Leptin plays a central role in the maintenance of energy balance(Reference Banks, Farr and Morley1). Leptin concentrations have been shown to be directly proportional to the amount of body fat. However, it is well known that disruption of leptin signalling in the hypothalamus results in obesity. Hyperleptinaemia and/or leptin resistance may play an important role in insulin resistance by participating in its origin. The association between plasma leptin and insulin among adults has been examined(Reference Lawlor, Smith, Kelly, Sattar and Ebrahim2), but studies in pubertal children are scarce.
The aim of the present study was to determine the relationship between plasma leptin and insulin levels and HOMA index in pubertal Spanish boys and girls of normal weight (NW) and overweight (OW).
The study included 356 healthy schoolchildren (165 male and 191 female) from the Comunidad de Madrid, with a mean age of 13.7 years, ranging from 12–15 years, who participated in the follow up of a voluntary survey, the Four Provinces Study, a large-scale cross-sectional study in Spain examining cardiovascular risk factors in four large metropolitan areas of the country(Reference Garcés and de Oya3). The girls and boys were classified into NW and OW children according to Cole et al.(Reference Cole, Bellizzi, Flegal and Dietz4). Obese children were included in the OW group because of their low number. Fasting (12 h) venous blood samples were obtained by venipuncture in Vacutainer tubes. Once centrifuged, fractions were separated and frozen at −70°C. Plasma leptin was determined by ELISA using a commercially-available kit (EIA-2395; DRG Instruments GmbH, Marburg, Germany). Serum insulin concentrations were measured by radioimmunoassay using a commercial kit (BI-Insulin IRMA; Bio-Rad Laboratories, Hercules, CA, USA). HOMA index was calculated (fasting insulin (μU/ml)×fasting glucose (mmol/l)/22.5).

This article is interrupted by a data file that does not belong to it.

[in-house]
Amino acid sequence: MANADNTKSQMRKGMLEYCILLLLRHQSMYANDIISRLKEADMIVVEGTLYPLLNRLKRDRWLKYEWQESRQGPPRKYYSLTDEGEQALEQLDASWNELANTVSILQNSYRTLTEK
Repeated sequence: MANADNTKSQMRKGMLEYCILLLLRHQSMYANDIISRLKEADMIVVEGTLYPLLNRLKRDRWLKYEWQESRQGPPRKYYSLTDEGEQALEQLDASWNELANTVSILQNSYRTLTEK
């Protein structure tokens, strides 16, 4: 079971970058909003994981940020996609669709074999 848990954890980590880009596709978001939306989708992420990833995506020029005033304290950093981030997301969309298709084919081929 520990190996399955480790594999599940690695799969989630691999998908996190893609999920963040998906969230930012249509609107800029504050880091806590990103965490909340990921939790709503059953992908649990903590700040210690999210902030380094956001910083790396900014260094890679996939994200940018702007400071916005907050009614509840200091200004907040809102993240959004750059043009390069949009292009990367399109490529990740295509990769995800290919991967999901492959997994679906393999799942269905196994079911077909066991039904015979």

Leptin levels were significantly higher in girls than in boys in NW and OW groups (P<0.0001). Insulin levels and HOMA index were higher in NW girls than NW boys but levels were not different between OW girls and boys. Leptin levels were highly correlated with anthropometric variables in NW and OW girls, while in boys (NW and OW) correlations were weaker, being significant only with BMI. In these pubertal children plasma leptin levels were associated with insulin levels and HOMA index in girls and boys. The correlations were especially strong in girls.
* P<0.05, **P<0.01.
In conclusion, the results demonstrate a relationship between plasma leptin and insulin levels and HOMA index in pubertal children. Furthermore, the correlation between leptin levels and anthropometric data and insulin levels seems to present a gender dimorphism. Further studies in children should focus on the interaction between the extent of obesity, leptin and insulin levels and insulin resistance.